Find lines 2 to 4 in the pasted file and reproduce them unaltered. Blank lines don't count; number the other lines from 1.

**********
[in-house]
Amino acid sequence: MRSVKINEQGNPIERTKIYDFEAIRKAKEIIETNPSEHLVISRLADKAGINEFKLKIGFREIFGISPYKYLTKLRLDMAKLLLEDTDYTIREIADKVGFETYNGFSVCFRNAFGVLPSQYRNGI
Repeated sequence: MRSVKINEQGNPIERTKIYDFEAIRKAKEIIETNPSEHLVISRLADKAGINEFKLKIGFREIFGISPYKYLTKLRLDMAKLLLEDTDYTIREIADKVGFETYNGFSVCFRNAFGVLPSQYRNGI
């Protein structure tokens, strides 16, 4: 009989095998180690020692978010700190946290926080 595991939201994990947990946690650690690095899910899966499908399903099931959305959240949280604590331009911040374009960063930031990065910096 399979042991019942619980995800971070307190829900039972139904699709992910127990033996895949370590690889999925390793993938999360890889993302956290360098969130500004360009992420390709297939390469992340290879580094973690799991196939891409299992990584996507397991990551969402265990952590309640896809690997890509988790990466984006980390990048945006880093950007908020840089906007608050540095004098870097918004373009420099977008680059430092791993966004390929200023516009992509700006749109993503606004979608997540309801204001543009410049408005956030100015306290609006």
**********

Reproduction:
Amino acid sequence: MRSVKINEQGNPIERTKIYDFEAIRKAKEIIETNPSEHLVISRLADKAGINEFKLKIGFREIFGISPYKYLTKLRLDMAKLLLEDTDYTIREIADKVGFETYNGFSVCFRNAFGVLPSQYRNGI
Repeated sequence: MRSVKINEQGNPIERTKIYDFEAIRKAKEIIETNPSEHLVISRLADKAGINEFKLKIGFREIFGISPYKYLTKLRLDMAKLLLEDTDYTIREIADKVGFETYNGFSVCFRNAFGVLPSQYRNGI
């Protein structure tokens, strides 16, 4: 009989095998180690020692978010700190946290926080 595991939201994990947990946690650690690095899910899966499908399903099931959305959240949280604590331009911040374009960063930031990065910096 399979042991019942619980995800971070307190829900039972139904699709992910127990033996895949370590690889999925390793993938999360890889993302956290360098969130500004360009992420390709297939390469992340290879580094973690799991196939891409299992990584996507397991990551969402265990952590309640896809690997890509988790990466984006980390990048945006880093950007908020840089906007608050540095004098870097918004373009420099977008680059430092791993966004390929200023516009992509700006749109993503606004979608997540309801204001543009410049408005956030100015306290609006």